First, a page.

Newbrough C of E Primary School
1. Why is Newbrough considering becoming an Academy?
Many schools are choosing to take advantage of academy status. Newbrough is not obliged to convert to an academy at this stage (although the government White Paper suggests we will need to do so or be in the process of converting by 2030) and can continue to be maintained directly by Northumberland County Council if we choose.
However, we are concerned that cuts in central government funding to local authorities has led to reduced local budgets and cuts to local services. These cuts are unlikely to abate in the short-to-medium term. It is possible that the requirement to further cut local budgets and spending over the next few years could impact on the ability of the Council to deliver its core services, including supporting schools.
If this happened the school could be forced to move from being a local authority supported school to an academy at short notice and at a time not of our choosing. This would not be a situation we wanted to be in. Governors have therefore been considering for some time whether we ought to join an Academy Trust that shared our values and which would work hard with us to keep improving the school.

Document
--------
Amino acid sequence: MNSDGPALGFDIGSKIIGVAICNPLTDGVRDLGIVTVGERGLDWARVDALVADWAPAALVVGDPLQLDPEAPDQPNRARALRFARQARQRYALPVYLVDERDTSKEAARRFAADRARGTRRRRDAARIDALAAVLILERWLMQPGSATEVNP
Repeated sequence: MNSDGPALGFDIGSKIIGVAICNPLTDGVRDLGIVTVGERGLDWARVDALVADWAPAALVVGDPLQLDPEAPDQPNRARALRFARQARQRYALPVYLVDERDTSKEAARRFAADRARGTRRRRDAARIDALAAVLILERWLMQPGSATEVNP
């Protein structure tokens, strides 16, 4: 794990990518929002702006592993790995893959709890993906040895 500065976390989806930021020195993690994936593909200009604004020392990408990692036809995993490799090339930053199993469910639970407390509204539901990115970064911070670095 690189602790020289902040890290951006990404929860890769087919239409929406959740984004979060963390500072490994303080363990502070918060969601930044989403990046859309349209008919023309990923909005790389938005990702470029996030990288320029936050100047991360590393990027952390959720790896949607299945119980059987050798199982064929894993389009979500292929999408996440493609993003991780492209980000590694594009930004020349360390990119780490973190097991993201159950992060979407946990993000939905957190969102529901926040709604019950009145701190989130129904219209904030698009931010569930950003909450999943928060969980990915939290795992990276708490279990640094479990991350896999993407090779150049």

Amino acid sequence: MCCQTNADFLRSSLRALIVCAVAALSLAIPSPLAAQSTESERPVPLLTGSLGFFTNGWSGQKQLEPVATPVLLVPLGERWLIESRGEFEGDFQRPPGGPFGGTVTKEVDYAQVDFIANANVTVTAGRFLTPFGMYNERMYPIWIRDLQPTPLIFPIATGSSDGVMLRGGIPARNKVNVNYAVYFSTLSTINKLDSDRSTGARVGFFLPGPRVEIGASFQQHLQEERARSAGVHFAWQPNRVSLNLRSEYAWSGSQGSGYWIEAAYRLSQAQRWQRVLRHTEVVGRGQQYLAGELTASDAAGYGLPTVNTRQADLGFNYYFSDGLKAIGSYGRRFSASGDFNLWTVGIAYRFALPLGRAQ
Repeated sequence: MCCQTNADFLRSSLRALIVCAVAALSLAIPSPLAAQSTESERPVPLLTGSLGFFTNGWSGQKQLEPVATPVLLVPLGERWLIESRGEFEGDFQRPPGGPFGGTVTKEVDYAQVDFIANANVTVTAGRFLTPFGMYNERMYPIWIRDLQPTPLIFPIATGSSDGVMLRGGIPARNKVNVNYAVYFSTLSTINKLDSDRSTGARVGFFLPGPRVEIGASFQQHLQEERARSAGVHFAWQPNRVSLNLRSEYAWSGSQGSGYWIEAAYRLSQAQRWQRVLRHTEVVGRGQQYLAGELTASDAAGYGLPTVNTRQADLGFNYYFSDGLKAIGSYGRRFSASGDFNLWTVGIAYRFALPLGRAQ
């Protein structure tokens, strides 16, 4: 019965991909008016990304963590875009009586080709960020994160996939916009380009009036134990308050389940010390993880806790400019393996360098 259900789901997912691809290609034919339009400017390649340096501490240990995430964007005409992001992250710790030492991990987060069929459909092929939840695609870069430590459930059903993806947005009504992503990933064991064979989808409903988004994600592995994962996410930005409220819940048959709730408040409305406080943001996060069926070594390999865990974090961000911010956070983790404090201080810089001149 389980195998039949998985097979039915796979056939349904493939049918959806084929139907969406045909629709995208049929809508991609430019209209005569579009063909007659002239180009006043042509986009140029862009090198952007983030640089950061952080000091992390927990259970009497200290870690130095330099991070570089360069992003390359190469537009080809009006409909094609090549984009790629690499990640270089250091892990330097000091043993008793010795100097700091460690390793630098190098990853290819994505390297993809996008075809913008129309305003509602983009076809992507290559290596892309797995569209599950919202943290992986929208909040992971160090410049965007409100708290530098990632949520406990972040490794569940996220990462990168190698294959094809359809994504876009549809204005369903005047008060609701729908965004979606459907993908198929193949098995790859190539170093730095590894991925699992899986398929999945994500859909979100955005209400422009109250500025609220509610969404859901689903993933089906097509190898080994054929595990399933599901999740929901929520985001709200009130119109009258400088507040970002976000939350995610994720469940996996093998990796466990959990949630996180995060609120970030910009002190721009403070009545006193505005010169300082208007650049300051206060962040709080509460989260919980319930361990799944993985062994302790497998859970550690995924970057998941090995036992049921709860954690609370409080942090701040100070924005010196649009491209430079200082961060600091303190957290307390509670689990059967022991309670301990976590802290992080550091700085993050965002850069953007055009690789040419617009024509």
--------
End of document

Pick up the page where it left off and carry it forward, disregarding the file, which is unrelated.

In summary, we are considering converting to become an academy. When considering which academy trust we could join it was obvious we were a good fit with the Durham and Newcastle Diocesan Learning Trust (DNDLT). Newbrough is a C of E diocese school and we already have close working relationships with the key people in the Trust. Following conversations with them we believe that:
- the school effectiveness support being offered by the DNDLT would be more than we currently receive from the Local Authority and would include an additional three days of practical support from a qualified Ofsted inspector. This would be a great benefit to us
- there are potential financial benefits as we could take advantage of shared buying of services and increased negotiating power thereby releasing resources for curriculum